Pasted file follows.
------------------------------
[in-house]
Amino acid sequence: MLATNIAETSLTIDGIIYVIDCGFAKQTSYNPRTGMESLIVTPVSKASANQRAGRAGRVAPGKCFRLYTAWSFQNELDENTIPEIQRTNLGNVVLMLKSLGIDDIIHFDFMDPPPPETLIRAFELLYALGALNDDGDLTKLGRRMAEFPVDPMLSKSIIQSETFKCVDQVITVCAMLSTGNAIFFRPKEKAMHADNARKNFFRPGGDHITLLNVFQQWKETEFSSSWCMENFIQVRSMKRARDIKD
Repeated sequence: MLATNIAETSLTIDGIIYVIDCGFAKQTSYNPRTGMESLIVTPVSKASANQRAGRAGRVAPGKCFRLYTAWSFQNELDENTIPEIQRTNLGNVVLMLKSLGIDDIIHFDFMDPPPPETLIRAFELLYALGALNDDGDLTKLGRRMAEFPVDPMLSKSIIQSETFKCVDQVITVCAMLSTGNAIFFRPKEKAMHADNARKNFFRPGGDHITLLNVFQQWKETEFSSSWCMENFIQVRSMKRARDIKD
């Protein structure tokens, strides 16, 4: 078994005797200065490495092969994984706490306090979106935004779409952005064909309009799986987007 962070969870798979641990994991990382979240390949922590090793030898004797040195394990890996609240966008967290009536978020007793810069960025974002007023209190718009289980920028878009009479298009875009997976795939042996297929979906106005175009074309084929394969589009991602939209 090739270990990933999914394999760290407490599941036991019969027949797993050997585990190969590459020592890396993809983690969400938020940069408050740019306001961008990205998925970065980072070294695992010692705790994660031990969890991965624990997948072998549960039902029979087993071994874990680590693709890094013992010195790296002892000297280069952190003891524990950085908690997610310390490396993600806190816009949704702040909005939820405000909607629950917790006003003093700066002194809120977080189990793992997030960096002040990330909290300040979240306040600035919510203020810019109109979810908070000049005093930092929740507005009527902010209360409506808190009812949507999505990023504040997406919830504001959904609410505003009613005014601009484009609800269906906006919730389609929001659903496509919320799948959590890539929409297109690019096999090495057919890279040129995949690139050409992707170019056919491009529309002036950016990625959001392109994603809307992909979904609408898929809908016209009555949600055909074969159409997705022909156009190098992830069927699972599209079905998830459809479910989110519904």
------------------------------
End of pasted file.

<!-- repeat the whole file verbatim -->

[in-house]
Amino acid sequence: MLATNIAETSLTIDGIIYVIDCGFAKQTSYNPRTGMESLIVTPVSKASANQRAGRAGRVAPGKCFRLYTAWSFQNELDENTIPEIQRTNLGNVVLMLKSLGIDDIIHFDFMDPPPPETLIRAFELLYALGALNDDGDLTKLGRRMAEFPVDPMLSKSIIQSETFKCVDQVITVCAMLSTGNAIFFRPKEKAMHADNARKNFFRPGGDHITLLNVFQQWKETEFSSSWCMENFIQVRSMKRARDIKD
Repeated sequence: MLATNIAETSLTIDGIIYVIDCGFAKQTSYNPRTGMESLIVTPVSKASANQRAGRAGRVAPGKCFRLYTAWSFQNELDENTIPEIQRTNLGNVVLMLKSLGIDDIIHFDFMDPPPPETLIRAFELLYALGALNDDGDLTKLGRRMAEFPVDPMLSKSIIQSETFKCVDQVITVCAMLSTGNAIFFRPKEKAMHADNARKNFFRPGGDHITLLNVFQQWKETEFSSSWCMENFIQVRSMKRARDIKD
């Protein structure tokens, strides 16, 4: 078994005797200065490495092969994984706490306090979106935004779409952005064909309009799986987007 962070969870798979641990994991990382979240390949922590090793030898004797040195394990890996609240966008967290009536978020007793810069960025974002007023209190718009289980920028878009009479298009875009997976795939042996297929979906106005175009074309084929394969589009991602939209 090739270990990933999914394999760290407490599941036991019969027949797993050997585990190969590459020592890396993809983690969400938020940069408050740019306001961008990205998925970065980072070294695992010692705790994660031990969890991965624990997948072998549960039902029979087993071994874990680590693709890094013992010195790296002892000297280069952190003891524990950085908690997610310390490396993600806190816009949704702040909005939820405000909607629950917790006003003093700066002194809120977080189990793992997030960096002040990330909290300040979240306040600035919510203020810019109109979810908070000049005093930092929740507005009527902010209360409506808190009812949507999505990023504040997406919830504001959904609410505003009613005014601009484009609800269906906006919730389609929001659903496509919320799948959590890539929409297109690019096999090495057919890279040129995949690139050409992707170019056919491009529309002036950016990625959001392109994603809307992909979904609408898929809908016209009555949600055909074969159409997705022909156009190098992830069927699972599209079905998830459809479910989110519904």